SD Governor Proposes Teacher Bonuses, Ending Tenure
Gov. Dennis Daugaard opened South Dakota’s legislative session by proposing to eliminate tenure for new teachers and to award $15 million in bonuses to the state’s best teachers and those teaching math and science.
With House Bill 1234, the Committee on Education introduced his proposal to the House of Representatives for discussion in January.
Daugaard, a Republican, says he hopes to improve education in South Dakota by rewarding the best teachers and attracting more talented young adults to hard-to-fill math and science positions.
“We cannot simply pour more money into the same old system. Rather, we must focus on improving results, and spend creatively and strategically to achieve those results. The key to high achievement is great teaching, and we will invest the dollars it will take to make a difference,” Daugaard said in his State of the State speech.
The proposal includes $3,500 bonuses for math and science teachers, $5,000 bonuses for the top 20 percent of each district’s teachers, annual teacher evaluations, biannual evaluations for principals, and phasing out tenure for new teachers.
More Money, Little Results
In his address, Daugaard said South Dakota is spending more money than ever on its education system but student test scores aren’t improving.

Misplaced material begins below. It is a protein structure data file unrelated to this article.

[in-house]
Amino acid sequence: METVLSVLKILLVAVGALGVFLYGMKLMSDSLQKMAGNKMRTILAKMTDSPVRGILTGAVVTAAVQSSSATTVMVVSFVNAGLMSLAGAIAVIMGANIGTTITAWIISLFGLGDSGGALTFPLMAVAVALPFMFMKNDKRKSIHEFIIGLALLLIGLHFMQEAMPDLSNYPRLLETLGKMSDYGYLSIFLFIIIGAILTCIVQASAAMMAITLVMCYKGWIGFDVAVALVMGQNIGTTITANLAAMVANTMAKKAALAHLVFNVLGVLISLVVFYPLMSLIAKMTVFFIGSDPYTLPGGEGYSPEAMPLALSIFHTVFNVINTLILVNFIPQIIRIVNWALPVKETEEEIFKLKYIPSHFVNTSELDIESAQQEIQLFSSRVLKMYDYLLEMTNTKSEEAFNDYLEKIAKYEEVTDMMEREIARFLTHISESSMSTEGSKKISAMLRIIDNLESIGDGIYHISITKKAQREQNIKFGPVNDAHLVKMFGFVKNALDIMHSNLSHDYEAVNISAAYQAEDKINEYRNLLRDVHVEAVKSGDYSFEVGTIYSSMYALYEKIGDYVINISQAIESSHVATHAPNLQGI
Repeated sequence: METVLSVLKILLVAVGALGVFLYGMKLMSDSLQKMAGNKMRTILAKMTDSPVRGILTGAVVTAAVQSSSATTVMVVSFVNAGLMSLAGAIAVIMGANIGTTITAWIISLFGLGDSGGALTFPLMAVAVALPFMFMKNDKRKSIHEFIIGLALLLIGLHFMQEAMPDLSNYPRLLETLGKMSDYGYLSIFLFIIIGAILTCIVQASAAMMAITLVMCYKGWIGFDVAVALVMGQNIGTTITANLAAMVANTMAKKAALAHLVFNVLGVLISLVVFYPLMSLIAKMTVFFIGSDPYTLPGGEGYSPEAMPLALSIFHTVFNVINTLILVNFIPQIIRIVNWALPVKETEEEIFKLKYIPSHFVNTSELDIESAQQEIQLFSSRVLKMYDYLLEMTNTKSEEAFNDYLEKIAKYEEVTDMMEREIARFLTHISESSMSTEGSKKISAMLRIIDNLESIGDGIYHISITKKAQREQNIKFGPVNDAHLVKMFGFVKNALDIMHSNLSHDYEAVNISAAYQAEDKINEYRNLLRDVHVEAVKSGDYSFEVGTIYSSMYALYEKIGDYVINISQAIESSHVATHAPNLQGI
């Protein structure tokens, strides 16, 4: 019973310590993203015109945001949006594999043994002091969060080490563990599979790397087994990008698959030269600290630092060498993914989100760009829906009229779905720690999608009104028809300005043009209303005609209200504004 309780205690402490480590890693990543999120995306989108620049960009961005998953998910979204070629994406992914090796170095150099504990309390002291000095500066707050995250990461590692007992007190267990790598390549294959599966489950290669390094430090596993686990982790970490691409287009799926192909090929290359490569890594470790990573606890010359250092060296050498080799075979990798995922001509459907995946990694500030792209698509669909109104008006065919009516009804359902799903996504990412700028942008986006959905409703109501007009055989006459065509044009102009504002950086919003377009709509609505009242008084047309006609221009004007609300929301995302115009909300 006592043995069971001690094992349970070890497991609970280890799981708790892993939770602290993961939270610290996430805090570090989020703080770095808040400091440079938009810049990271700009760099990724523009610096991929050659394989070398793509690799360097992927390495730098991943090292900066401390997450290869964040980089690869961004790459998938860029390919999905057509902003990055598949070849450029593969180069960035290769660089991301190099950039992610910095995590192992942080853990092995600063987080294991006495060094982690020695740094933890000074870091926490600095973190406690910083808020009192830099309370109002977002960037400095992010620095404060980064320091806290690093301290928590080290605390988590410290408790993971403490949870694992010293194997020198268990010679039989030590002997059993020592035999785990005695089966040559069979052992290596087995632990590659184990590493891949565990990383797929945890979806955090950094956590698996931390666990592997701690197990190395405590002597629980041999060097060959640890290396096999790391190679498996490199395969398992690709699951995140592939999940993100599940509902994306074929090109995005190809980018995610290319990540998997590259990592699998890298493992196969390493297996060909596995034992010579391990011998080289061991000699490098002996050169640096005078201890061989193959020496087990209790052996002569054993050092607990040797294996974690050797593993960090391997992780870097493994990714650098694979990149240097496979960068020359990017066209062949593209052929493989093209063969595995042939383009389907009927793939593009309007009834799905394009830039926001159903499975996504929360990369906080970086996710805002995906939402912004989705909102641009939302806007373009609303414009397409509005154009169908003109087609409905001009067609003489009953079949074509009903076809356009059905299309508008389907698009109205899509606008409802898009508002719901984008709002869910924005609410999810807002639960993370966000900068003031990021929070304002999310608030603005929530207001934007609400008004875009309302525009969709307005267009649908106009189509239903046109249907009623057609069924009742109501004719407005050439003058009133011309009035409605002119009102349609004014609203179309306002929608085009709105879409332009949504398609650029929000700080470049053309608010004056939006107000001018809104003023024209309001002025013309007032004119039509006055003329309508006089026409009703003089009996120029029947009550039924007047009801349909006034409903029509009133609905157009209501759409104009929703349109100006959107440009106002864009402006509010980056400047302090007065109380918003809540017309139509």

In the past 40 years, South Dakota’s per-student spending has increased 230 percent and the number of staff per student nearly doubled. Though the number of students in public schools has decreased 28 percent, the number of teachers has increased 10 percent. Student test scores have changed little since 1971.
“A sizeable increase in our investment in education, over time, is not getting us better achievement. We are simply putting more money into the same system, and we are not getting significantly better results,” Daugaard said. “The key to obtaining high achievement in the classroom is not more spending. It is effective teachers.”
Rep. Jacqueline Sly (R-Rapid City) said the South Dakota legislature is discussing how to implement the governor’s proposals.
“We’ve just seen the actual bill for the first time. We will be looking at that to see where discussion should go from here,” Sly said.
Democrat, Union Opposition
Even before the bill reached the House, Daugaard’s proposal faced opposition from teachers unions and the state’s Democratic Party—who decried it on their website as an attack upon teachers.
Rep. Jim Bolin (R-Canton), a retired teacher, says he opposes the bill for different reasons.
“I oppose the bill because, in South Dakota, we have a strong history of local control about teacher evaluation and teacher hiring,” Bolin said. “I’m a proponent of local control.”
Individual districts, he says, should have the ability to evaluate and reward schools as they choose.
In addition to opposing the loss in local control, Bolin says he disagrees with increasing state education spending.
“It would require a $15 to $17 million continual obligation from the state expressly for schools,” he said.